“But I feel like I’m in a much better place right now and I’m equipped to be able to put myself in that situation again.”

But where? A lot of teams could use an athletic big who averaged 1.4 blocks per game over the five years he was in the NBA, although with the conservative nature of NBA front offices they will not want to take much risk (Golden State reportedly thought about it and decided not to offer him a contract).

Sanders decided to ask Twitter where he should go, putting Twitter’s poll feature to good use.

The question becomes, where is there mutual interest from any of these teams?

If Sanders and his agent can win a team over in an interview, the contract will be small and the number of guaranteed years is not exceeding one (if even that). From the perspective of an NBA team, Sanders has to prove himself again.

But never underestimate how many chances big men get in this league.

(Hat tip Eye on Basketball)

Warriors’ just re-signed Anderson Varejao leaves Brazil to have back examined in USA

CLEVELAND, OH - JUNE 16: Anderson Varejao #18 of the Golden State Warriors warms up prior to Game 6 of the 2016 NBA Finals against the Cleveland Cavaliers at Quicken Loans Arena on June 16, 2016 in Cleveland, Ohio. NOTE TO USER: User expressly acknowledges and agrees that, by downloading and or using this photograph, User is consenting to the terms and conditions of the Getty Images License Agreement.  (Photo by Ronald Martinez/Getty Images)
Getty Images
2 Comments

Anderson Varejao was spending the past couple days helping his nation prepare to host the 2016 Olympics in less than two weeks, including carrying the Olympic flame.

#tochaolimpica #varejao #olimpiadas #rio2016 #brazil #sampacool 😍⚾⛳🎾⚽🏀🏁🏂🏆🏊🏇

A video posted by Marcus Bado (@marcusbado) on

But now he is on his way back to the United States to have his chronically bad back examined. Again. From Diamond Leung of the Bay Area News Group.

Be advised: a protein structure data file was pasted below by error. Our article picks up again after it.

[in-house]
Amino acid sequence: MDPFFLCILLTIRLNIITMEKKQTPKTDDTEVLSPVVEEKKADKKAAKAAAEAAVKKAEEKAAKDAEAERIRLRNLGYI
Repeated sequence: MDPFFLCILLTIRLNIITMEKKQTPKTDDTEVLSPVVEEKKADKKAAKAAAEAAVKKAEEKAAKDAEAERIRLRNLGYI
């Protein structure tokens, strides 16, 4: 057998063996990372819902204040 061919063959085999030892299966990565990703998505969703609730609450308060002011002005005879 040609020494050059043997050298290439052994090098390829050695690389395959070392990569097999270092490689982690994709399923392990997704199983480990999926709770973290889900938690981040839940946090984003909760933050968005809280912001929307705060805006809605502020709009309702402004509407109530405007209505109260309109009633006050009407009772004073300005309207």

The Warriors re-signed Varejao on a one-year, veteran minimum contract where he will make $980,431. He is expected to back up Zaza Pachulia at the five spot, although his run would have been limited (which is good, he’s not terribly effective anymore).

A variety of injuries — back, Achilles, wrist — have meant the most games Varejao has played in a season since the 2010-11 season is 65. Last season that number was 53, the final 22 of it with the Warriors.

If Varejao can’t go or is limited, the Warriors may look around at other options. But the pickings are slim at this point.

Thunder guard Cameron Payne has surgery to repair Jones fracture in right foot

NEW YORK, NY - JANUARY 26:  Cameron Payne #22 of the Oklahoma City Thunder celebrates his three point shot in the second half against the New York Knicks at Madison Square Garden on January 26, 2016 in New York City.The Oklahoma City Thunder defeated the New York Knicks 128-122 in overtime. NOTE TO USER: User expressly acknowledges and agrees that, by downloading and or using this photograph, User is consenting to the terms and conditions of the Getty Images License Agreement.  (Photo by Elsa/Getty Images)
Getty Images
3 Comments

Hopefully, this does not develop into something chronic.

After a promising rookie season and an impressive Summer League in Orlando where he averaged 18.8 points per game, Thunder second year player Cameron Payne had surgery to repair a Jones fracture in his right foot, the team announced Monday. Here it is from the Thunder’s press release.

Oklahoma City Thunder guard Cameron Payne underwent a successful procedure today to repair a fractured fifth metatarsal in his right foot, it was announced today by Executive Vice President and General Manager Sam Presti.

The team is optimistic he will be ready to go by the start of the season (there is usually a 6-8 week timetable), but Payne and the Thunder need to be patient here. The fifth metatarsal is the bone that runs from the base of the little toe up to the ankle on the foot. While surgery can repair it, healing can be slow because that is not an area of the foot with great natural blood flow. The Thunder were down this road before with Kevin Durant, he came back eight weeks after the surgery but ended up needing a couple more to get everything fixed and missed 55 games because of it.

Payne played well as a rookie and is expected to see a healthy bump in playing time next season as a scoring guard off the bench behind Russell Westbrook. He just needs to get right first.